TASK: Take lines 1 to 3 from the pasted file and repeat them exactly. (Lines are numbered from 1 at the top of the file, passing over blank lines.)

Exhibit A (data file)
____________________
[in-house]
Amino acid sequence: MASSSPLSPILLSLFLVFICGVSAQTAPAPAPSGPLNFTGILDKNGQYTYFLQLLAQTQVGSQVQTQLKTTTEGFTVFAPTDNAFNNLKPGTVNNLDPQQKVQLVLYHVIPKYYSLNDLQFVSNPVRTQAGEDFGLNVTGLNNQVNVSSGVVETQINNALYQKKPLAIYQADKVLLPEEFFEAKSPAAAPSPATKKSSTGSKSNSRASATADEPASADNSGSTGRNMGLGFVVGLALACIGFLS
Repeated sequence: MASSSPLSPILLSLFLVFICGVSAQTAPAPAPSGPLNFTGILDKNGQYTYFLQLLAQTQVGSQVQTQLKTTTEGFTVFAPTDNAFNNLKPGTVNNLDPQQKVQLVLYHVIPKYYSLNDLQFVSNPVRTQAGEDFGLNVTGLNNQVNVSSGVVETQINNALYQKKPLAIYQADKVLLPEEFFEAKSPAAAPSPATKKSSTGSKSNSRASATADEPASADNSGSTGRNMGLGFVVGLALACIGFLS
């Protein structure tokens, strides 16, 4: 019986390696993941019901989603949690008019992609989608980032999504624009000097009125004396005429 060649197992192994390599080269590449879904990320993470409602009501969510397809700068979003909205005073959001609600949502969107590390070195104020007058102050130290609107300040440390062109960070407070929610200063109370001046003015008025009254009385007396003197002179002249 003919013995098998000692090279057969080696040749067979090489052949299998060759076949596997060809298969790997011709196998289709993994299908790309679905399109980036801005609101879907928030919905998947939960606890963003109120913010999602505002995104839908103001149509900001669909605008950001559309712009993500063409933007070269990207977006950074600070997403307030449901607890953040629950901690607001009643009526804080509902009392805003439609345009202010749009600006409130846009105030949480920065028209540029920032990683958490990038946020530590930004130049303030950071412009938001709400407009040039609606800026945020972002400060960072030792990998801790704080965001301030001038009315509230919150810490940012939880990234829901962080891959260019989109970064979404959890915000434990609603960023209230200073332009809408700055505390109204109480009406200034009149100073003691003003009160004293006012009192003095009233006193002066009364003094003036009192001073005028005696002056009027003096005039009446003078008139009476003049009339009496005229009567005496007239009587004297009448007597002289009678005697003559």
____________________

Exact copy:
[in-house]
Amino acid sequence: MASSSPLSPILLSLFLVFICGVSAQTAPAPAPSGPLNFTGILDKNGQYTYFLQLLAQTQVGSQVQTQLKTTTEGFTVFAPTDNAFNNLKPGTVNNLDPQQKVQLVLYHVIPKYYSLNDLQFVSNPVRTQAGEDFGLNVTGLNNQVNVSSGVVETQINNALYQKKPLAIYQADKVLLPEEFFEAKSPAAAPSPATKKSSTGSKSNSRASATADEPASADNSGSTGRNMGLGFVVGLALACIGFLS
Repeated sequence: MASSSPLSPILLSLFLVFICGVSAQTAPAPAPSGPLNFTGILDKNGQYTYFLQLLAQTQVGSQVQTQLKTTTEGFTVFAPTDNAFNNLKPGTVNNLDPQQKVQLVLYHVIPKYYSLNDLQFVSNPVRTQAGEDFGLNVTGLNNQVNVSSGVVETQINNALYQKKPLAIYQADKVLLPEEFFEAKSPAAAPSPATKKSSTGSKSNSRASATADEPASADNSGSTGRNMGLGFVVGLALACIGFLS